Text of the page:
Running a roadmapping workshop
For an alpha or beta, or for a significant update to a live service, we run an initial roadmapping workshop during inception.
The aim of the workshop is to get everyone on the same page about the goals, activities, risks and dependencies of the project.
Our roadmapping workshops are developed from the Seven questions to build a roadmap described by Jamie Arnold.
For a discovery, we run a discovery kick-off workshop.
Why we have a roadmap
A roadmap is a strategy tool. It sets out the direction for a product or service and outlines how we’ll achieve our objectives.
- Set clear, agreed goals
- Be related to outcomes, rather than specific outputs and dates or releases
- Be adaptable and respond to change
- Cover the complete service we are providing, not just the digital parts we are building
We create roadmaps in workshops where we aim to:
- Understand and make sure we have agreement on the goals of the project
- Figure out what we need to have to be successful (capabilities), and how that relates to the goals and desired outcomes
- Identify risks and dependencies
- Understand the stakeholder landscape
- Set priorities, particularly for the things we need to do first
Before the workshop you need to have clear high level goals for the work, and the commitment of key stakeholders to attend. If you don’t have those, focus on understanding and resolving those issues first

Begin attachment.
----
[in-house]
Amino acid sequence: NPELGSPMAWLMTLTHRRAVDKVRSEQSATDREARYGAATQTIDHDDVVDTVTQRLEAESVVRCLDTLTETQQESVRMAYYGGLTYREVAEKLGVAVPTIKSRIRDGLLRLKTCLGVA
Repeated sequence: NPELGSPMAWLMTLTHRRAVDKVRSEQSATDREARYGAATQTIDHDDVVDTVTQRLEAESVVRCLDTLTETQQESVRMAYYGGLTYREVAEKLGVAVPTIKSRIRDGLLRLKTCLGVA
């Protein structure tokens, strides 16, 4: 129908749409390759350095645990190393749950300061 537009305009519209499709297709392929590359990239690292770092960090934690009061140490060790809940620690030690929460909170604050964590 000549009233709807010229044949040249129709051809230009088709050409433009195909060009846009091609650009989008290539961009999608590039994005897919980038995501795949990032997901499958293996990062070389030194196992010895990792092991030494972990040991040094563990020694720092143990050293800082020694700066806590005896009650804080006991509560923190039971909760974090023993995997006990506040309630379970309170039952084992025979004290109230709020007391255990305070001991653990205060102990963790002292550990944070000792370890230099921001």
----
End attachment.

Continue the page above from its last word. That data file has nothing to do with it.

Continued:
After the workshop, the roadmap becomes a living part of the project documentation. But we recognise that the conversations that come from building the roadmap are just as, if not more, important than the document itself.
Questions for roadmapping
About the project
What are our goals and outcomes?
What are the overall goals for the project and service? What intermediate outcomes do we want to achieve? How might we measure them?
What are we assuming?
What ideas and beliefs are our goals and outcomes based on? How confident are we that they are true? That they won’t change?
What are we trying to learn or prove?
What do we need to know to make good decisions? What might the organisation already know? What risky assumptions should we be testing? What will we need to prove to validate our work?
About the service
Who are the users?
Are they members of the public, professionals or staff? What different groups, circumstances and behaviours might be important? Are they current or potential users?
What are we operating?
What digital and physical components will the service be made up of? What people will be involved in operating the service? How will we roll out the service?
What capabilities do we need?
What capabilities will we need to build and operate the service? What do we already have? What is new? What is well understood and what is novel?
About the context
Who are our stakeholders?
What is their relationship to the work? What expectations and concerns might they have? How closely might they be involved? How might they help?
What are our dependencies?
What other work or organisations will the project and service depend on? Who is depending on us? How will we manage those dependencies?
What do we need to communicate?
What meetings, governance and other processes do we need to feed into? What communications might we expect to create? For who? How will we share them?